When you pay a ticket, that’s an admission of guilt and you’ll end up not only paying a fine, but dealing with any other ripple effects as your infraction is reported to the National Driver Register and shows up on your driving record in your home state.
By Raj Dua | National Motorists Association Blog
It’s summer, and you and your family have packed up your RV for a road trip to Yellowstone. You hit the open road and have clear blue skies for the entire drive. Along the way you stop to see a few famous sights, including the Devil’s Tower — that mountain in Wyoming that many people may recognize from the Steven Spielberg movie Close Encounters of the Third Kind.
It’s a little later than you had planned when you leave the Devil’s Tower, and you still have several hours of driving before you get to Yellowstone. You want to make it in time to get settled and have dinner at your campsite, so on a stretch of highway with no other cars around, you hit the gas pedal a little hard. The next thing you know, you’re being pulled over for speeding by a Wyoming trooper.
A speeding ticket may not seem like a big deal. Most people pay the fine and move on, and watch their speed a little more carefully in the future to avoid getting pulled over again. However, when you get a speeding ticket in another state, it can have consequences for you when you get home.
The Interstate Driver’s License Compact
Most states in the United States participate in an agreement called the Interstate Driver’s License Compact that means states trade information about traffic offenses committed within their borders. That speeding ticket in Wyoming doesn’t stay in Wyoming — it also shows up on your driving record back home unless you live in one of the few states that doesn’t participate in the compact. Those include Georgia, Massachusetts, Michigan, Tennessee, and Wisconsin.
Even worse, if the penalties for the traffic ticket are stiffer in your home state, you may face those additional penalties when you get home. For example, Wyoming doesn’t apply points to your driver’s license when you get a speeding ticket, but if you live in, say, Ohio, you may end up with points on your license, depending on how much your speed exceeded the posted speed limit. If you already have points on your license from previous traffic infractions, that out-of-state speeding ticket may put you over the limit that leads to a driver’s license suspension.
If, for some reason, you just don’t pay the ticket, the state where you got your ticket may ask your home state to suspend your driver’s license, or you may be prevented from renewing your license or getting a new license if you move to another state.
When to Fight a Speeding Ticket
When you pay a ticket, that’s an admission of guilt and you’ll end up not only paying a fine, but dealing with any other ripple effects as your infraction is reported to the National Driver Register and shows up on your driving record in your home state. Unexpected consequences of a speeding ticket could include points on your driving record in your home state and increased insurance premiums.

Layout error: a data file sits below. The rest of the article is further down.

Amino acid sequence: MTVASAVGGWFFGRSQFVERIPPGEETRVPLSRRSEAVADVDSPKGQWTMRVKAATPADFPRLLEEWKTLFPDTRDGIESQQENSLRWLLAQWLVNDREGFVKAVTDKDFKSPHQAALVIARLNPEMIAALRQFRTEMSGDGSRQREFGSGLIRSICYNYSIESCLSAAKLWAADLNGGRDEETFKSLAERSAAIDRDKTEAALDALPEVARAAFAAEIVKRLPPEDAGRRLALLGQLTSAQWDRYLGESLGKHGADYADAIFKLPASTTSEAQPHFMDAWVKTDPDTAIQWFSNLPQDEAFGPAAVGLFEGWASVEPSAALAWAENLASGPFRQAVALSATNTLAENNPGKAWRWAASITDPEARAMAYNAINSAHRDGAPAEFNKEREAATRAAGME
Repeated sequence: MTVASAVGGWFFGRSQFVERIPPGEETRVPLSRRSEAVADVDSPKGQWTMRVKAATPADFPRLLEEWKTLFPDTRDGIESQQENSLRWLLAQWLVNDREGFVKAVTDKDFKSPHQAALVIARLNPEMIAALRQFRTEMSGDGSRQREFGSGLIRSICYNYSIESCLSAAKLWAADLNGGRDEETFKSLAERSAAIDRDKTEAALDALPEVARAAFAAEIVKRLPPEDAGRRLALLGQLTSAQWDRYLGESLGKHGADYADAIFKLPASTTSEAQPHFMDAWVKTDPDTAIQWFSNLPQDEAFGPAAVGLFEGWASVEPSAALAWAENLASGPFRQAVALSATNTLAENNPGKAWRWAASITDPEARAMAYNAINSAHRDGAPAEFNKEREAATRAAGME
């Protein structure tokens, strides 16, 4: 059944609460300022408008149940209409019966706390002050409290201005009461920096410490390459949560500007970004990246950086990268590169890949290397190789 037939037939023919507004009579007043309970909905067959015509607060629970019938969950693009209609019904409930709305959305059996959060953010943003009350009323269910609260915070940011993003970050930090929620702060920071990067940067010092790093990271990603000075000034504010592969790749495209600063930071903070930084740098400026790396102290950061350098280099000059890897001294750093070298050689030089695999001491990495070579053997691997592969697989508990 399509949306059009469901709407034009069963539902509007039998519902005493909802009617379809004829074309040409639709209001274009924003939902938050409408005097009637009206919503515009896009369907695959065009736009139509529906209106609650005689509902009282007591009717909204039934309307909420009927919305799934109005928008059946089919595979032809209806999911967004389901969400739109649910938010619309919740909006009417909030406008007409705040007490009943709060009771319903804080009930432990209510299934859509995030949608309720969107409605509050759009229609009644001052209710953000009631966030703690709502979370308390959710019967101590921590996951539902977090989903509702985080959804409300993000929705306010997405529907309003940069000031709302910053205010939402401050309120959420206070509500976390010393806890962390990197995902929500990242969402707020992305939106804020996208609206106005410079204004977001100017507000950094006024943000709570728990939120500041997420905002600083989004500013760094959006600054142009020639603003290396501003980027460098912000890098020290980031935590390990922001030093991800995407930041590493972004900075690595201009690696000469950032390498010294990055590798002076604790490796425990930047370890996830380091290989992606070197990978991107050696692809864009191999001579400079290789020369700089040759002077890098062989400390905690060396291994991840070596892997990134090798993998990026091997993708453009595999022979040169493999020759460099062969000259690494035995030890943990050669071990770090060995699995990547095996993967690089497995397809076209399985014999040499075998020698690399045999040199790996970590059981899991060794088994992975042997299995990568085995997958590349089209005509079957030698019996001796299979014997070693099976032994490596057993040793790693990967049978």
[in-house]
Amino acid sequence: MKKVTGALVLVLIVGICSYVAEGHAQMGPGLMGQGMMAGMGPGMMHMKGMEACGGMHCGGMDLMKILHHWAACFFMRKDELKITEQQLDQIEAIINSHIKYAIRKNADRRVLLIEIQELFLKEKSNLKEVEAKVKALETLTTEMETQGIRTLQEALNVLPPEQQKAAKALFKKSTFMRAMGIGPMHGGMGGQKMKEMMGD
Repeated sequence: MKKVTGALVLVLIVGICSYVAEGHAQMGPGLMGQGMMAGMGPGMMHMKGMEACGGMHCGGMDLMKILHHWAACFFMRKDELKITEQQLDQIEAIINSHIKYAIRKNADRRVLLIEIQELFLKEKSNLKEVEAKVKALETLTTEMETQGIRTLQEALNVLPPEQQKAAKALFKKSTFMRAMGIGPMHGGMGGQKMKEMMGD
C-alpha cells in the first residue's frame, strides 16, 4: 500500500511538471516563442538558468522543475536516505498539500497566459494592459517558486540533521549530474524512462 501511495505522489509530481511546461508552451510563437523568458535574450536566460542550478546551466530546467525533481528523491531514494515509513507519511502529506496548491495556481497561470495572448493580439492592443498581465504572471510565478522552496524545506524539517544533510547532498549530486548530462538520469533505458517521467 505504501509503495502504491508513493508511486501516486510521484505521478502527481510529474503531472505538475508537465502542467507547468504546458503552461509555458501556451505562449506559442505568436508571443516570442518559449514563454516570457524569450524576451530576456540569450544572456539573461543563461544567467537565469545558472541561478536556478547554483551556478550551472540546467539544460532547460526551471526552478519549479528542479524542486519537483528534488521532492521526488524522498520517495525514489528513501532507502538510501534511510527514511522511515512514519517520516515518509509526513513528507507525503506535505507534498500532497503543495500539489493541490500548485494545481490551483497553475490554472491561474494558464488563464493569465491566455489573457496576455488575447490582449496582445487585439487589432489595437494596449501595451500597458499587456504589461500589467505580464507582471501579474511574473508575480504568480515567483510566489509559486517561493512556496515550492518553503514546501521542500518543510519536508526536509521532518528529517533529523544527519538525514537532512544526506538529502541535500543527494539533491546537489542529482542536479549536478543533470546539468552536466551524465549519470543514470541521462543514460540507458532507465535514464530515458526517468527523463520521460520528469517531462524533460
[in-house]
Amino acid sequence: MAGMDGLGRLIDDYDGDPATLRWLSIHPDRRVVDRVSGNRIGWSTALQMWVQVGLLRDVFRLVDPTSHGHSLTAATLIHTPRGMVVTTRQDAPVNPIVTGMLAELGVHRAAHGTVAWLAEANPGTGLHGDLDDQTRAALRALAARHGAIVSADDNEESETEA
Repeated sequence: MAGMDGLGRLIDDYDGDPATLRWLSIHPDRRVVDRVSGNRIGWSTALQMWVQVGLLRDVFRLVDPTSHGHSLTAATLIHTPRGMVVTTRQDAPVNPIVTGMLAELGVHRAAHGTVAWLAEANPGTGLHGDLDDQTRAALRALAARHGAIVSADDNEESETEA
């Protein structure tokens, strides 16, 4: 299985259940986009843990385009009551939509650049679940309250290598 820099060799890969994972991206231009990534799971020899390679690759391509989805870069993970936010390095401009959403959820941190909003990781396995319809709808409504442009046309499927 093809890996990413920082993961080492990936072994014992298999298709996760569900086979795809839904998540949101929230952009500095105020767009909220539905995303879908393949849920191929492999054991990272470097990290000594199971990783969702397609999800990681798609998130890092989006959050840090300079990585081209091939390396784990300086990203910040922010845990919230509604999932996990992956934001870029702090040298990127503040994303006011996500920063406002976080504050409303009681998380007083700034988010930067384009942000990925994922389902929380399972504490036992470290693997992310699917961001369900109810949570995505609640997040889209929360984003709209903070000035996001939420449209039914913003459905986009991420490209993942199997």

There are some scenarios when it may be worth thinking about fighting the ticket.
• You already have points on your license and more points would lead to probation or suspension of your driving privileges• Your insurance rates would increase significantly• You have a commercial driver’s license that could be affected by a traffic infraction or points on your license• You employer periodically checks your driving record and an infraction could jeopardize your job
Should I Hire a Lawyer?
You could opt to fight the ticket on your own. You have the legal right to represent yourself. However, you should be aware that if you choose to represent yourself, you might have to travel back to the state where you got your ticket to appear in court. With the cost of gas or plane tickets these days, travel could be even more expensive than attorneys fees, especially if you have to make more than one trip. Many jurisdictions will allow a lawyer to appear in court on your behalf meaning you won’t have to spend the time and money on travel.
The other compelling reason to at least talk to a lawyer — and most lawyers will offer a free initial consultation about your case — is that how each state handles traffic infractions under the Interstate Driver’s License Compact varies. For example, some states don’t report very minor infractions but some states report everything. A lawyer can help you figure out how the state where you got your ticket and your home state may handle sharing information, and what consequences you might face at home if you plead guilty to speeding.
A lawyer who works in the state and city or county where you got your ticket also should have a good working knowledge of the courts and prosecuting attorneys, what defenses tend to work and which ones don’t, and how receptive prosecutors will be to negotiating for a lesser infraction or dismissing your charge if you take a driver education class or pay a small fine.
Reprinted from National Motorists Association Blog.